KARACHI: The rupee is seen range-bound against the dollar next week driven by matching demand and supply of the hard currency, traders said.
“We expect the rupee trading to continue around the current levels, with little fluctuations, unless we witness a big demand among importers and corporates,” a dealer at a leading commercial bank said.
“The local unit should be range-bound, trading in the band of 159.80 to 160.30 per dollar in [the] sessions ahead.”
In the interbank market, the rupee weakened 71 paisas to close the week at 160.13 against the greenback during the outgoing week.
However, some traders expect the local unit to come under pressure due to year-end importers’ demand and higher debt repayments.
Importers have started buying dollars, amid fear that the local currency could depreciate in the coming months. Foreign debt repayments are also expected to put pressure on the currency and contribute to the strain on foreign exchange reserves, they said.
Pakistan’s foreign exchange reserves fell $311 million, or 1.5 percent, to $20.241 billion as of November 27.
The forex reserves held by the State Bank of Pakistan (SBP) dropped $305 million to $13.110 billion due to external debt repayments.
“The rupee seems to be seesawed unless the macroeconomic fundamentals offer clarity on the direction of the exchange rate,” another dealer said. The rupee may face downside pressure if the macroeconomic fundamentals deteriorate, owing to the spread of the coronavirus infections in the country.
“The trading range for the rupee for this month should be 159-161.”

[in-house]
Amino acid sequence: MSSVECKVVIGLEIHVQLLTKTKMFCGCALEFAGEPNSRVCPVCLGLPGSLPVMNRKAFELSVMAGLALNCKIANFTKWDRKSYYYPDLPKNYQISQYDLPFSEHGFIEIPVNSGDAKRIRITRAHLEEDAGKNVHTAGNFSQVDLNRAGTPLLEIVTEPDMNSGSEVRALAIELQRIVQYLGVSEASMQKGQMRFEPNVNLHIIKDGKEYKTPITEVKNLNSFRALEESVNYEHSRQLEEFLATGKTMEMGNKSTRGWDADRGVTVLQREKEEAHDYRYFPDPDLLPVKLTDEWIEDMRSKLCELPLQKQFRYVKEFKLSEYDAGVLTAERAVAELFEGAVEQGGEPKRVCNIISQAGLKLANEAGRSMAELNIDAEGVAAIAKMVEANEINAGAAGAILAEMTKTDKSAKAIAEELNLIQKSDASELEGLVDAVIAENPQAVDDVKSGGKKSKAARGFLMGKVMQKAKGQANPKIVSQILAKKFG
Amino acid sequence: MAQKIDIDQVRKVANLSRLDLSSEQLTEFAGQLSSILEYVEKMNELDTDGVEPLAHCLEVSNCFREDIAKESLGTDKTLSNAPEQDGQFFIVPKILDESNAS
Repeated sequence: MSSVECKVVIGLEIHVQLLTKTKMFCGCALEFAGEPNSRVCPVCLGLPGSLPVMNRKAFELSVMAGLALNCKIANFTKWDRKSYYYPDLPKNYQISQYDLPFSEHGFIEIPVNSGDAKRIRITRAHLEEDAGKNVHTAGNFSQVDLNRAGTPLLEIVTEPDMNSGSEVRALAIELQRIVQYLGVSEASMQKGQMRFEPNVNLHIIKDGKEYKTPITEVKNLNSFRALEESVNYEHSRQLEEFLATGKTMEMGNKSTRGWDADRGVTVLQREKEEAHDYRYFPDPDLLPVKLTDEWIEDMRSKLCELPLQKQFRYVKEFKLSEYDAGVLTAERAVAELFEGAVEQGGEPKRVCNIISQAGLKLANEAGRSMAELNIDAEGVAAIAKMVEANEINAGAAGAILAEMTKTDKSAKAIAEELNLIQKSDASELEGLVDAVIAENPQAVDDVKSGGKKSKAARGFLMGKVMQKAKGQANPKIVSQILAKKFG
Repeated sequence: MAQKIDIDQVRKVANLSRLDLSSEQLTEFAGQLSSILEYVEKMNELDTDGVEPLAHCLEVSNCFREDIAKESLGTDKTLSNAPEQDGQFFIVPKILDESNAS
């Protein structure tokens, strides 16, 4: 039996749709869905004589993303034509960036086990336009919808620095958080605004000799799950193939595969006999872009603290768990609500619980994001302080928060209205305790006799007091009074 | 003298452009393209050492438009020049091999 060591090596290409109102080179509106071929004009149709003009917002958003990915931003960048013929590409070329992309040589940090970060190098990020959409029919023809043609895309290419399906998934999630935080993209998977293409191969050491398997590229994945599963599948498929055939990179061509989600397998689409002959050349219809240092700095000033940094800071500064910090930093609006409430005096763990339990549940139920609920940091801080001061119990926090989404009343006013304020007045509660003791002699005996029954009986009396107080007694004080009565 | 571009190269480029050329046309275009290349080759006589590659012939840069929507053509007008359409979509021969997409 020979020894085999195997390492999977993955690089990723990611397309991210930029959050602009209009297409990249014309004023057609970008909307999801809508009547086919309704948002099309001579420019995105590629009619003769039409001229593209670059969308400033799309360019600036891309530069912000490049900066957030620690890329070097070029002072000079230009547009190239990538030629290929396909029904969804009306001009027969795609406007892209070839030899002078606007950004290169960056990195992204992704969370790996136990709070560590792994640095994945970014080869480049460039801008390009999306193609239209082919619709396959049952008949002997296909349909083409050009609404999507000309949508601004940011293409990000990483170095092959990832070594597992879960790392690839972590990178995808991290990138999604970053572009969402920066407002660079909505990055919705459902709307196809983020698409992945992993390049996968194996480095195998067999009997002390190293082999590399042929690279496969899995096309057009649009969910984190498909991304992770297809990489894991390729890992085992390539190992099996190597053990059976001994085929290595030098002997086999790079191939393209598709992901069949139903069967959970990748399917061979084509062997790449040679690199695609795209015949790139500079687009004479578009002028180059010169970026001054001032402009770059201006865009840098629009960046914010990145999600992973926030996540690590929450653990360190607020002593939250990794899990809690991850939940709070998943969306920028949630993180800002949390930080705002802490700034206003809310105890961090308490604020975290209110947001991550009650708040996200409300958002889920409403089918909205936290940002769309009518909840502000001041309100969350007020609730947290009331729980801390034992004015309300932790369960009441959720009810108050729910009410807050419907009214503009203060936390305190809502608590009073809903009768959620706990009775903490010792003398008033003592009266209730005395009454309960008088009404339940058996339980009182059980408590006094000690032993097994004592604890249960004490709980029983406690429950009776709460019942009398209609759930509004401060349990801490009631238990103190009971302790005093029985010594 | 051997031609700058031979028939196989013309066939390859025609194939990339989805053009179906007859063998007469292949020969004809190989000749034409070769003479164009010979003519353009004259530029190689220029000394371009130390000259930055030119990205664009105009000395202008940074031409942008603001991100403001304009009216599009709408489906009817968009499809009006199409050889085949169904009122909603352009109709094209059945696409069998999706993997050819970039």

The constant increase in the remittances, healthy exports, higher foreign exchange reserves and the current account surplus can help trigger the rupee’s strength against the dollar in the near-term, according to dealers.
“The rupee snapped recent losses to stabilise at 160 level and we anticipate the rupee to hover at this psychological level at least in the next session,” a foreign exchange dealer said.
“However, we expect it to come under pressure again due to year-end importers’ demand and higher debt repayments.”
Latest data issued by the Pakistan Bureau of Statistics showed that exports increased 7.67 percent to $2.161 billion in November from $2.007 billion in the same month of the last fiscal year.
Exports continued to recover despite resurgence in coronavirus cases in Pakistan and globally. Exports increased 2.11 percent to $9.737 billion in July-November FY2021.
Remittances from Pakistani workers abroad rose 26.5 percent to $9.431 billion in the four months of the current fiscal year.
The virus surge and how it may impact exports, remittances and demand to determine the future course of the exchange rate, but there are others such as fiscal reforms, uninterrupted flow of liquidity, IMF and FATF could also come into play in terms of exchange rate moves.
Traders will also be closely watching the upcoming readings of the real effective exchange rate to determine the rupee’s future path.
Source: The News